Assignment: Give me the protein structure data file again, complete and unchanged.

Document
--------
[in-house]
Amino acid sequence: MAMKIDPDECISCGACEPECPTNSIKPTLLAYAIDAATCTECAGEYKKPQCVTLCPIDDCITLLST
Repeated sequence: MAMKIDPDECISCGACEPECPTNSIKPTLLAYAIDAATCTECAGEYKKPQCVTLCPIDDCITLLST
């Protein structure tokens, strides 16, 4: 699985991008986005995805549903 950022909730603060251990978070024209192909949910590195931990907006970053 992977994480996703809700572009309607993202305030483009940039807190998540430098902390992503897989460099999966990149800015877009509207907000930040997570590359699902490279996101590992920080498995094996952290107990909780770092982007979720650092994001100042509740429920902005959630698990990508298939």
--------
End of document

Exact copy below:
[in-house]
Amino acid sequence: MAMKIDPDECISCGACEPECPTNSIKPTLLAYAIDAATCTECAGEYKKPQCVTLCPIDDCITLLST
Repeated sequence: MAMKIDPDECISCGACEPECPTNSIKPTLLAYAIDAATCTECAGEYKKPQCVTLCPIDDCITLLST
């Protein structure tokens, strides 16, 4: 699985991008986005995805549903 950022909730603060251990978070024209192909949910590195931990907006970053 992977994480996703809700572009309607993202305030483009940039807190998540430098902390992503897989460099999966990149800015877009509207907000930040997570590359699902490279996101590992920080498995094996952290107990909780770092982007979720650092994001100042509740429920902005959630698990990508298939």